A few days ago, I was in a hospitality sector zoom conference, when the keynote speaker said: “I genuinely believe we may be witnessing the beginning of the end of globalisation.”

I am not sure if I was more surprised by the statement itself or the fact that his presentation moved on to other matters in the blink of an eye. The catalyst to his comments was the news that the UK has now placed 33 high risk countries on a so-called “red list”.

People who have been in these countries in the 10-days before travelling are not currently allowed into the UK. British and Irish nationals, long-term visa holders and residents can enter from these countries, but they must quarantine for 10-days. In the past week many have called for the red list to be expanded, some even for it to become a blanket ban.

The trigger for this has been the realisation that new variants pose a major threat to vaccination programmes, which in turn appear to be the only viable option to long-term lockdown as a means of virus suppression.

On the assumption that what we mean by globalisation is the process of interaction and integration among people, companies, and governments worldwide – driven mainly by advances in transportation and technology – then we may already be in the middle of a fundamental shift in how it affects our lives.

There has been an extraordinary growth in international trade over the last century. Global exports today are more than 40 times larger than they were in 1913. The sum of worldwide exports is now close to 25% of total global output.

Up until around 2015 the removal of barriers to trade in the form of tariffs, quotas and export/import bans felt like an irresistible tide, but critics of globalisation in more recent years have changed that liberal political landscape.

In the so-called rich nations, the benefits of trade have not always flowed that evenly, leading to many poorer parts of their population feeling left behind – in turn creating major change in trade and immigration policies, such as Brexit. These changes are also having a dampening effect upon international travel and tourism volumes, both to and from the UK.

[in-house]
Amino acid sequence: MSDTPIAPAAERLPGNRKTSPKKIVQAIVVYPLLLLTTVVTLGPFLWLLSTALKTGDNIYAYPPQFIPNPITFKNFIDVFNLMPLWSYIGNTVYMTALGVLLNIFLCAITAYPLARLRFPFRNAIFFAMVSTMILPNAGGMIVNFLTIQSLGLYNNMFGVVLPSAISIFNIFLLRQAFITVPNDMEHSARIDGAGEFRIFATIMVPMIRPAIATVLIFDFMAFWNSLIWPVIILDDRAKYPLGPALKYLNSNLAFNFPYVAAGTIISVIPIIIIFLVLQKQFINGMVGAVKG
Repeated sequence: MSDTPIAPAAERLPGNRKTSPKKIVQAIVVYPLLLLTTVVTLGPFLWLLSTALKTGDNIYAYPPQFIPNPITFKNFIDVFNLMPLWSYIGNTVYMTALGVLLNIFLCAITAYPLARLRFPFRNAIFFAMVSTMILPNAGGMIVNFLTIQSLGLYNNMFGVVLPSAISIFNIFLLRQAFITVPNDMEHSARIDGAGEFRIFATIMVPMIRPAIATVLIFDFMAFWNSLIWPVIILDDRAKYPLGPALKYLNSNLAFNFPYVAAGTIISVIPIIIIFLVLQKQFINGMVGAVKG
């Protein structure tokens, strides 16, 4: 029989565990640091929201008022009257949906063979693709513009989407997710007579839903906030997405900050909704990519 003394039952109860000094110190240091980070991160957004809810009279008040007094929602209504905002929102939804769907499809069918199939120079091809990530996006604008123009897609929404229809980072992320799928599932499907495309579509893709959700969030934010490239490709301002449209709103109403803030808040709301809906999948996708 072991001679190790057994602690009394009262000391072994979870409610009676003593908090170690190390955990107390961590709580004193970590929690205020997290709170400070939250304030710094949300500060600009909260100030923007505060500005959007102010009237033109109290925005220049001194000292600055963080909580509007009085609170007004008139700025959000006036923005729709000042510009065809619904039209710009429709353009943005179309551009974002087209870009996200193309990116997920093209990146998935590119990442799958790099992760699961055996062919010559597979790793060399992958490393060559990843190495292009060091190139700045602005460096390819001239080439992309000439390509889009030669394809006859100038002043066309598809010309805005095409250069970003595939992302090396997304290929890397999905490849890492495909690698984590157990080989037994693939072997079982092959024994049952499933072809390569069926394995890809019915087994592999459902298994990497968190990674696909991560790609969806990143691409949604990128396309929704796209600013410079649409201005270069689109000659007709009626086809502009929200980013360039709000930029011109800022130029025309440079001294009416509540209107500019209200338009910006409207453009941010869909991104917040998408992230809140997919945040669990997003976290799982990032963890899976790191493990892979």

The hospitality sector has yet to see the impact of new EU trade arrangements now that the transition period is over – as it has been in lockdown. But all the early evidence points toward reduced cross-channel trade, less reliable product availability and higher priced imports. UK food inflation will certainly make a return in the year ahead as a result.

Combine these trade challenges with the impacts of Covid-19 and the improvements we are now implementing around sustainability, and we may see a major correction in the trend of increasing globalisation in the years ahead.

It is clearly too early to say what the long-term effects of Covid-19 will be, but the pandemic and its aftermath will certainly be driving a more domestic trade and industrial strategy in the UK over the next few years. In our home hospitality market this is of course a double-edged sword, whereby domestic vacation markets will thrive whilst those dependent upon international tourism and business will struggle.

Food production and distribution around the world has been disrupted by Covid, and international container trade has found itself in disarray, with large cost increases commonplace. The airline and air-freight business has been particularly heavily hit by Covid. Fleet numbers have shrunk dramatically and will take time to recapitalise and grow back. As a result, both demand and capacity in these markets will be weak for some time.

It is also becoming increasingly obvious to consumers that we are depleting the planet’s resources too quickly, and seriously damaging biodiversity. The link between globalisation and our sustainability problems is a strong one and is starting to impact consumer thinking and more importantly, behaviour.

The measurement (and labelling) of the carbon impact of food/drink ingredients/products is coming to the fore currently. It would be trite to suggest that carbon is the only problem, but I do feel that it will likely become a major driver of consumer demand change. In particular, it will draw attention to two big contributors of high levels of carbon – deforestation, and distance from field to plate (especially when air transport is involved). When coupled with the impact of Brexit we may well see a welcome renaissance of home grown, and perhaps seasonal eating returning to our nation in the years ahead.

Mark Twain, when rather ill, was quoted in a telegram saying: “Rumours of my demise have been greatly exaggerated”. The same may well be true of globalisation – this is probably not the beginning of the end, but a serious correction may well be well under way.

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